Well it’s finally that time of the year where you start thinking of what you want to do with your driving horse in the months to follow.  As for me, I live in Prescott so until the last couple of weeks the ground was not dry enough to be able to drive my horses.  I did manage to get enough days in to feel good about going to a Combined Pace Drive in Litchfield Park, Arizona.  Sailor and I had a great time and the weather and facility conditions could not have been better.  For the three weeks before I spent time checking over my harness as I do at the beginning of the normal driving season here in Arizona.

This article is going to go over what you should look for to be sure that your harness is safe to hitch your horse up with.  Next month I will go over carriage safety and maintenance.

First of all you need to know what all the parts of the harness is:

Breeching Straps (2)

Hip Strap

Turnback or Back Strap

Neck Strap

Breast Collar

Breeching

Traces (2)

Saddle

Harness Pad

Reins (2)

Girth

Overgirth

Crupper

Shaft Tugs (2)

False Martingale

Trace Carriers (2)

Crown

Throat Latch

Browband

Caveson

Winkerbrace & Blinds

Tear Drop

Other parts that are often used:

Nose/Throat Lash Strap (keeps bridle from slipping off)

Quick Release Tugs (2)

Trace Buckle with Snap Shackle (2)

Flash Convertor & Strap (Drop Nose Band)

Side Check

Overcheck Front

Overcheck Back

So you see there are thirty six pieces possible for a single harness and if you drive a pair you can double this.

Now that we have the basic harness figured out it is time to get started on your inspection of the harness.  First thing you need to do is to take the complete harness apart.  At first this seems scary, you are asking yourself, will I be able to get it back together, so before you take it apart take a few picture so you have a guide to follow to put it back together.

Get yourself a piece of paper and a pencil and as you take it apart write down the name of the piece and the hole of the buckle that it is buckled into. So if the tugs are on the third hole from the end you would but a 3 after tugs.  Do this for all pieces so that when you put it back together you will know exactly what hole to buckle it in, so when you put it on your horse it will fit him perfectly.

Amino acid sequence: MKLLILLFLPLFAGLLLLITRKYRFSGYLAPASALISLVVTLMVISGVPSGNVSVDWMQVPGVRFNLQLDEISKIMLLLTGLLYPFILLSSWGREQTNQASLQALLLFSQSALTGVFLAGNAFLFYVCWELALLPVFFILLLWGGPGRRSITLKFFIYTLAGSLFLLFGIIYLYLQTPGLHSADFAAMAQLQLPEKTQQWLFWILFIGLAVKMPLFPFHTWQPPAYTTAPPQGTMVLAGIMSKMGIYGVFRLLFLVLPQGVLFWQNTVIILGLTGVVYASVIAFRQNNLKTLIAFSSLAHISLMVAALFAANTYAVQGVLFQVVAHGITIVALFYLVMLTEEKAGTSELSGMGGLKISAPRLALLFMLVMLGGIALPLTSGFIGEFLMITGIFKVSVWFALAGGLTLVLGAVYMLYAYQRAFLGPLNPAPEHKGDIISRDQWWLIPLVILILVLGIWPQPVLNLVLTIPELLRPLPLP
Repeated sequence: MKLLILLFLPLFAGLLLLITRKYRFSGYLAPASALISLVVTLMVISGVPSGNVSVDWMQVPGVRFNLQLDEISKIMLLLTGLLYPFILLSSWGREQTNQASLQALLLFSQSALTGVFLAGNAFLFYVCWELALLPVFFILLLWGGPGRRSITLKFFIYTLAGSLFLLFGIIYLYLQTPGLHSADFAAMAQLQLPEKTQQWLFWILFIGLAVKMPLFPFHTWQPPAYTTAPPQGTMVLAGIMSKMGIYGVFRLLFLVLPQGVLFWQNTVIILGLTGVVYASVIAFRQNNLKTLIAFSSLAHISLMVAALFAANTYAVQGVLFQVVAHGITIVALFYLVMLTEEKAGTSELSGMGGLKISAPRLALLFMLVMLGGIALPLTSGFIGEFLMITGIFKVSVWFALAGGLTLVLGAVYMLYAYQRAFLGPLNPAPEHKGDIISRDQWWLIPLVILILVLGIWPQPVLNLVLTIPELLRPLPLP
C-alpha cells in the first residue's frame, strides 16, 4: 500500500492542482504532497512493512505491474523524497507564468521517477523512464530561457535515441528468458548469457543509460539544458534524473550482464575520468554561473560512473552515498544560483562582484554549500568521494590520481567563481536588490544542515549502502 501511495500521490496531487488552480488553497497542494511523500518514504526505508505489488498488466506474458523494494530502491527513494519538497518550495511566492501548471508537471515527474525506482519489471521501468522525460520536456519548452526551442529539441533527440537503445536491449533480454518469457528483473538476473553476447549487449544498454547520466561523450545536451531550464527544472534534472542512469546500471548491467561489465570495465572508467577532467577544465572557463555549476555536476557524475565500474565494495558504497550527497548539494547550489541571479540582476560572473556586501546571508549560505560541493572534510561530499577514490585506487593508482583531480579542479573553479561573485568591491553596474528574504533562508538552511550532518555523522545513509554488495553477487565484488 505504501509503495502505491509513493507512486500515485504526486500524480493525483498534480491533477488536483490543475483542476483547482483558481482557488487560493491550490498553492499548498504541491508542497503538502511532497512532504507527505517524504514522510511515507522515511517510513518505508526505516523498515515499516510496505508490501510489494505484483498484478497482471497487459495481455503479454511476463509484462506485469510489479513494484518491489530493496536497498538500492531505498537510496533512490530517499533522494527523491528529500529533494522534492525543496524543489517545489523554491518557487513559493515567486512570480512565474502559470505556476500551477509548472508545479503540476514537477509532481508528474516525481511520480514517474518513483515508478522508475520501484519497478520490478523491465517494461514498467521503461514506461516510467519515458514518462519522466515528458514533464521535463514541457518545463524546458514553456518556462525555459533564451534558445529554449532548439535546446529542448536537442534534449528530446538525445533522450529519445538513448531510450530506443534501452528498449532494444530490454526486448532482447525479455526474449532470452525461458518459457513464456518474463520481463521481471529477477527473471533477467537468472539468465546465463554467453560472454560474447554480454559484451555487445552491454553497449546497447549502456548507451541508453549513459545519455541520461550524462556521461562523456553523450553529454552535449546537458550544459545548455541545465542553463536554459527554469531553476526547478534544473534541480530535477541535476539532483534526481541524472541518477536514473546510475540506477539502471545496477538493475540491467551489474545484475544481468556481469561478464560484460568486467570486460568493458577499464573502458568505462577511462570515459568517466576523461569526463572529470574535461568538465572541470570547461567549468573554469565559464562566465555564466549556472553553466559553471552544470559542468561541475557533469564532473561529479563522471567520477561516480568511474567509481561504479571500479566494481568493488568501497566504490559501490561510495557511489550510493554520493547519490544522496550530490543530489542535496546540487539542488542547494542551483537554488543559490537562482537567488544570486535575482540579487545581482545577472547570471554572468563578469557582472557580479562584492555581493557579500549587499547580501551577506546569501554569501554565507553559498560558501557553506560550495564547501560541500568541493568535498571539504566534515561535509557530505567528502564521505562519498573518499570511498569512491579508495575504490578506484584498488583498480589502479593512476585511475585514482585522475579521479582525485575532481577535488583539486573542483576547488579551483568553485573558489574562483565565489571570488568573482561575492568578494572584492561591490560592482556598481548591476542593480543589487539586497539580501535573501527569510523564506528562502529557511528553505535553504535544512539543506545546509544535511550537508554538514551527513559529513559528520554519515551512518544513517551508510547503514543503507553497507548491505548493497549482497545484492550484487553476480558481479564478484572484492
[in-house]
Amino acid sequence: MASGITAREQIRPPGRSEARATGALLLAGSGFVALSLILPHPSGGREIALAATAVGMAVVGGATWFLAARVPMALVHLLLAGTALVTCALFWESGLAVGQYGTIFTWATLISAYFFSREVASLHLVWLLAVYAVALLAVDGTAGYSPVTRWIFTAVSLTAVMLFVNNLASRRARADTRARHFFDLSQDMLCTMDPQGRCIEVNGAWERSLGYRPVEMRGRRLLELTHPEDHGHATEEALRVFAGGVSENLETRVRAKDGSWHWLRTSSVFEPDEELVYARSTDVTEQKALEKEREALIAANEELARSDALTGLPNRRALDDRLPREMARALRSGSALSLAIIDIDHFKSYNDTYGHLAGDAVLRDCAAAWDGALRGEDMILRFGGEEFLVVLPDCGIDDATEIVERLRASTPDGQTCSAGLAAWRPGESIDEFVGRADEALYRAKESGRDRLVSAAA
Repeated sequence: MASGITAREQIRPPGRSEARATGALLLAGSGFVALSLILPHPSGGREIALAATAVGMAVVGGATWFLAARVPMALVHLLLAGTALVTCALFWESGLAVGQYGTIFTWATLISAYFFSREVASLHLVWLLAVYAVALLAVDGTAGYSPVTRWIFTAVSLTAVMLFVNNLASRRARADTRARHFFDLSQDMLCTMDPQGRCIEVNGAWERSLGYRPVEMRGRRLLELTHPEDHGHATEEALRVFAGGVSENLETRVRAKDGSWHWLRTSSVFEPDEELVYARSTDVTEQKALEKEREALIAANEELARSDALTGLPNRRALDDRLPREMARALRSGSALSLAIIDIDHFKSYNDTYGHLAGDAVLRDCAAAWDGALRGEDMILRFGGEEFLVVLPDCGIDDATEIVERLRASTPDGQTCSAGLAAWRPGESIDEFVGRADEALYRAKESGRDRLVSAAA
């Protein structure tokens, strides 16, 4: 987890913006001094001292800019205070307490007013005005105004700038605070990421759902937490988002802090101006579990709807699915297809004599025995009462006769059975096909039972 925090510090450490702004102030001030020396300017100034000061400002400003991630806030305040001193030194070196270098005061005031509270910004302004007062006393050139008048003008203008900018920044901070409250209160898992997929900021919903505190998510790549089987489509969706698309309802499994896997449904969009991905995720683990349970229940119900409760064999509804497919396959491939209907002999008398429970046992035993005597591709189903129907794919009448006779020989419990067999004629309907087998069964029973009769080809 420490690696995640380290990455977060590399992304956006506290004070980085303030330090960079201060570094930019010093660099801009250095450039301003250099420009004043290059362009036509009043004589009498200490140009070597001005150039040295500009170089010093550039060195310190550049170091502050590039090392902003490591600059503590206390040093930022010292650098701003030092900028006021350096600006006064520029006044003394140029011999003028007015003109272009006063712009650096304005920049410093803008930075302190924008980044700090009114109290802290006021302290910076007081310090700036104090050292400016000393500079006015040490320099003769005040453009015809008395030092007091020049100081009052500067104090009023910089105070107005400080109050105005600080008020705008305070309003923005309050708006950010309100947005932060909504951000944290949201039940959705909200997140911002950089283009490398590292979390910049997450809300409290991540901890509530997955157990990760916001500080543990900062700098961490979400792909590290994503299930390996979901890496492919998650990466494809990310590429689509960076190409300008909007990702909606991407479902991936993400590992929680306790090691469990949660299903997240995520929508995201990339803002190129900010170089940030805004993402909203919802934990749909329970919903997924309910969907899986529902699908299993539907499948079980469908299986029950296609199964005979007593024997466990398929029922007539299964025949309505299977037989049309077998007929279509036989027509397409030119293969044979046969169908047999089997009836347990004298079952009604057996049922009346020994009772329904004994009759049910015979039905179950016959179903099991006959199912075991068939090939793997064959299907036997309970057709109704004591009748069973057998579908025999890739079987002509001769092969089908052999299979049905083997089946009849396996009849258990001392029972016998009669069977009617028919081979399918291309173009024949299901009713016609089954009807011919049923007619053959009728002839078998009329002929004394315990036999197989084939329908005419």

Now that your harness is all in pieces you need to look over all the leather pieces to be sure there are no cracked or broken areas that need fixing or replacement.  Next you need to check all the posts to be sure they are not worn and that they are straight or curved the right direction.  Because of the tension on the buckles many times the posts will gradually bend whereby making it difficult to get the post into the given hole.

Once you have checked all pieces and have repaired or replaced needed pieces then it is time to get out the harness cleaner and start cleaning.  This of course is not the fun part of driving your horse but it is a needed project.  When done properly your harness will last much longer than if you just ignore cleaning all together.  Allow the harness to sit for a day or so after cleaning and oiling it so that the leather can absorb the oil.

Make sure that you also check all metal parts including the terrets, as they can become unscrewed over time.  The part that screws into the saddle can also become stripped and you will need to do a bit of repair so that they will tighten when screwed back in.

You are now ready to put your harness back together so if you follow your list of parts and the holes that each piece should go into this will be an easy task.

The last things that you should check are any quick releases that you use to connect the traces to your cart and the wrap straps.  Sometimes theses can become stiff due to build up of dirt and sweat getting into the moving parts.  A good brushing with a toothbrush with a bit of dawn works well for cleaning up these parts.

Your harness is what connects your horse to your carriage or cart so it is very important to take good care of it and it will last a long time.  I have several Smackers harnesses that I have had for over twenty years and they are still going strong.